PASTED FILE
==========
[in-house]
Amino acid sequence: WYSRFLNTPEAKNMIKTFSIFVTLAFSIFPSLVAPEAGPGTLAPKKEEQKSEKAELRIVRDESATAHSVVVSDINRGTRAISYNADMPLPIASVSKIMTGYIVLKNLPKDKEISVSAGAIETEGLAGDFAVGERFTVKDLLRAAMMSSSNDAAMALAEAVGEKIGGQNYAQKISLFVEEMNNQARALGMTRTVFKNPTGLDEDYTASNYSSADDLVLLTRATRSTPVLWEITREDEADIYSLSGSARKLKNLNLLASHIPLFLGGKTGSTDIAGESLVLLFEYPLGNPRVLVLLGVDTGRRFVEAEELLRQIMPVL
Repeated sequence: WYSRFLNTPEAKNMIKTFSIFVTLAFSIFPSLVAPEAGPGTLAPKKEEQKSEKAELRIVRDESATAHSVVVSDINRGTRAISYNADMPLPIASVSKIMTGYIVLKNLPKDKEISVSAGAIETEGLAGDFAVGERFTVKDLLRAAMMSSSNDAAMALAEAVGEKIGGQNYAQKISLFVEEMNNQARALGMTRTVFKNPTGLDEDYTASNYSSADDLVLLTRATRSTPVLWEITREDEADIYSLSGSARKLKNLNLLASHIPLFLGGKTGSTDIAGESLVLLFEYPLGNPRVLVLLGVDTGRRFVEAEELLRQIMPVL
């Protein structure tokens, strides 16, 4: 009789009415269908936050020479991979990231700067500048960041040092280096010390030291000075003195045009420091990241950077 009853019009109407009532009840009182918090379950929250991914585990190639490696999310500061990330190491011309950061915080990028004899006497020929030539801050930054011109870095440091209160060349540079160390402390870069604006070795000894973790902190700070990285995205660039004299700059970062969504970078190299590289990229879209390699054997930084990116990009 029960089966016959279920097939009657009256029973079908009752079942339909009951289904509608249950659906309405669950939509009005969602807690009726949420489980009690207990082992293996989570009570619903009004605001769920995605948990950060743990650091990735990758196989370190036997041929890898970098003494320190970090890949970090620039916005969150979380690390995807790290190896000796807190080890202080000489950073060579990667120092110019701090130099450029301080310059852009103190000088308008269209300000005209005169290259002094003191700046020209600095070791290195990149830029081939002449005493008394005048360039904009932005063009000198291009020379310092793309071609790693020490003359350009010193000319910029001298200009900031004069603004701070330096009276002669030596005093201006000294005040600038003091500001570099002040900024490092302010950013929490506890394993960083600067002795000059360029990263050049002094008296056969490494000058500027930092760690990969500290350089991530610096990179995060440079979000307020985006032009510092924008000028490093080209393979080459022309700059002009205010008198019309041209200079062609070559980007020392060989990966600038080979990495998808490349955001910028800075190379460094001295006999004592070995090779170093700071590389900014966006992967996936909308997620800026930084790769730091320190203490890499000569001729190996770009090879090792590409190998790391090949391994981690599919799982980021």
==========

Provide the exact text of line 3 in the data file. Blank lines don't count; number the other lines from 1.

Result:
Repeated sequence: WYSRFLNTPEAKNMIKTFSIFVTLAFSIFPSLVAPEAGPGTLAPKKEEQKSEKAELRIVRDESATAHSVVVSDINRGTRAISYNADMPLPIASVSKIMTGYIVLKNLPKDKEISVSAGAIETEGLAGDFAVGERFTVKDLLRAAMMSSSNDAAMALAEAVGEKIGGQNYAQKISLFVEEMNNQARALGMTRTVFKNPTGLDEDYTASNYSSADDLVLLTRATRSTPVLWEITREDEADIYSLSGSARKLKNLNLLASHIPLFLGGKTGSTDIAGESLVLLFEYPLGNPRVLVLLGVDTGRRFVEAEELLRQIMPVL